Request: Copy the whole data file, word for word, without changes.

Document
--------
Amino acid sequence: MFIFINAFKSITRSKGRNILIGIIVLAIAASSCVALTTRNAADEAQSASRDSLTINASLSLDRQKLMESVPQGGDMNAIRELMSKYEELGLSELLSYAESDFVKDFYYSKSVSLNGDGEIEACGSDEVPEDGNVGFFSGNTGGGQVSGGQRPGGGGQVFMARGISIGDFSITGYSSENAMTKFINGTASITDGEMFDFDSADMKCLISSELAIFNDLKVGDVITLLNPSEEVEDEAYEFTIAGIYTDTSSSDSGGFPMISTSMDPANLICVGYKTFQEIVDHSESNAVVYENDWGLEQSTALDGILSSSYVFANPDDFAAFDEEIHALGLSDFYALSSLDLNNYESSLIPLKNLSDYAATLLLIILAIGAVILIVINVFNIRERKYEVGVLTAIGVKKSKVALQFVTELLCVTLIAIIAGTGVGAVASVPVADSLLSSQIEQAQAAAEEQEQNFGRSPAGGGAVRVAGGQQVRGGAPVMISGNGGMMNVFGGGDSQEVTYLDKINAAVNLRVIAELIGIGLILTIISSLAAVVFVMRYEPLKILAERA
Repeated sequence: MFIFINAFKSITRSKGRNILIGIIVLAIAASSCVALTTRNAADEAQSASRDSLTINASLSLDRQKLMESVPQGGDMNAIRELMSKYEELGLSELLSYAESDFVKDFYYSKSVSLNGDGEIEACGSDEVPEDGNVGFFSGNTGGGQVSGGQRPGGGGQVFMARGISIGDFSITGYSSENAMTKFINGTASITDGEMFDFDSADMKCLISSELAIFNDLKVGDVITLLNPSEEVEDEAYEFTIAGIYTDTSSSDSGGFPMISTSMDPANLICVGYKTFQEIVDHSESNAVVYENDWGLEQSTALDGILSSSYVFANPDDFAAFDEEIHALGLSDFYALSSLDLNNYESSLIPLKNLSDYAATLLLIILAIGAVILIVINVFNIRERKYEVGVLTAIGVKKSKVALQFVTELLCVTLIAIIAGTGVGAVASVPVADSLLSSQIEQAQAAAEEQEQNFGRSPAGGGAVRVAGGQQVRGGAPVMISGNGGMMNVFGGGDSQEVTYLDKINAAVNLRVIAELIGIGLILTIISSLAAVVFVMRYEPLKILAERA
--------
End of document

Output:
Amino acid sequence: MFIFINAFKSITRSKGRNILIGIIVLAIAASSCVALTTRNAADEAQSASRDSLTINASLSLDRQKLMESVPQGGDMNAIRELMSKYEELGLSELLSYAESDFVKDFYYSKSVSLNGDGEIEACGSDEVPEDGNVGFFSGNTGGGQVSGGQRPGGGGQVFMARGISIGDFSITGYSSENAMTKFINGTASITDGEMFDFDSADMKCLISSELAIFNDLKVGDVITLLNPSEEVEDEAYEFTIAGIYTDTSSSDSGGFPMISTSMDPANLICVGYKTFQEIVDHSESNAVVYENDWGLEQSTALDGILSSSYVFANPDDFAAFDEEIHALGLSDFYALSSLDLNNYESSLIPLKNLSDYAATLLLIILAIGAVILIVINVFNIRERKYEVGVLTAIGVKKSKVALQFVTELLCVTLIAIIAGTGVGAVASVPVADSLLSSQIEQAQAAAEEQEQNFGRSPAGGGAVRVAGGQQVRGGAPVMISGNGGMMNVFGGGDSQEVTYLDKINAAVNLRVIAELIGIGLILTIISSLAAVVFVMRYEPLKILAERA
Repeated sequence: MFIFINAFKSITRSKGRNILIGIIVLAIAASSCVALTTRNAADEAQSASRDSLTINASLSLDRQKLMESVPQGGDMNAIRELMSKYEELGLSELLSYAESDFVKDFYYSKSVSLNGDGEIEACGSDEVPEDGNVGFFSGNTGGGQVSGGQRPGGGGQVFMARGISIGDFSITGYSSENAMTKFINGTASITDGEMFDFDSADMKCLISSELAIFNDLKVGDVITLLNPSEEVEDEAYEFTIAGIYTDTSSSDSGGFPMISTSMDPANLICVGYKTFQEIVDHSESNAVVYENDWGLEQSTALDGILSSSYVFANPDDFAAFDEEIHALGLSDFYALSSLDLNNYESSLIPLKNLSDYAATLLLIILAIGAVILIVINVFNIRERKYEVGVLTAIGVKKSKVALQFVTELLCVTLIAIIAGTGVGAVASVPVADSLLSSQIEQAQAAAEEQEQNFGRSPAGGGAVRVAGGQQVRGGAPVMISGNGGMMNVFGGGDSQEVTYLDKINAAVNLRVIAELIGIGLILTIISSLAAVVFVMRYEPLKILAERA